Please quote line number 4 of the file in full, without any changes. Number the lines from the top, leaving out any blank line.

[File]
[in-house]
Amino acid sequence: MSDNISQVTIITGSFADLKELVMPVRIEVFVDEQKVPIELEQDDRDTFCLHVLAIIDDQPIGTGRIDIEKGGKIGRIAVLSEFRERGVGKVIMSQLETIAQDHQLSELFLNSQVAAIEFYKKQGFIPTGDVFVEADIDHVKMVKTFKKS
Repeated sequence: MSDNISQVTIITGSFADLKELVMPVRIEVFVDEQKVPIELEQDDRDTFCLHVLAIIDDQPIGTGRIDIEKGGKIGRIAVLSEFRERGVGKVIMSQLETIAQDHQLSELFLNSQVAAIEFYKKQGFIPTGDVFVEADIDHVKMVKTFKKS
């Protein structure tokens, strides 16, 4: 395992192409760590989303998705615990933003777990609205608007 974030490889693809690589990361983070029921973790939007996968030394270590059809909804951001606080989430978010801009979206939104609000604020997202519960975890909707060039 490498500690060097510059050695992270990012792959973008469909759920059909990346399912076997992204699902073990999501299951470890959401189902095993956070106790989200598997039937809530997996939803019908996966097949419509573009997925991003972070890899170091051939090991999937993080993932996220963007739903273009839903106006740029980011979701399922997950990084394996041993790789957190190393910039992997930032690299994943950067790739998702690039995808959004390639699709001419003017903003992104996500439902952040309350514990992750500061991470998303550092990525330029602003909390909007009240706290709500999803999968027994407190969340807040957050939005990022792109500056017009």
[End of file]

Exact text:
């Protein structure tokens, strides 16, 4: 395992192409760590989303998705615990933003777990609205608007 974030490889693809690589990361983070029921973790939007996968030394270590059809909804951001606080989430978010801009979206939104609000604020997202519960975890909707060039 490498500690060097510059050695992270990012792959973008469909759920059909990346399912076997992204699902073990999501299951470890959401189902095993956070106790989200598997039937809530997996939803019908996966097949419509573009997925991003972070890899170091051939090991999937993080993932996220963007739903273009839903106006740029980011979701399922997950990084394996041993790789957190190393910039992997930032690299994943950067790739998702690039995808959004390639699709001419003017903003992104996500439902952040309350514990992750500061991470998303550092990525330029602003909390909007009240706290709500999803999968027994407190969340807040957050939005990022792109500056017009």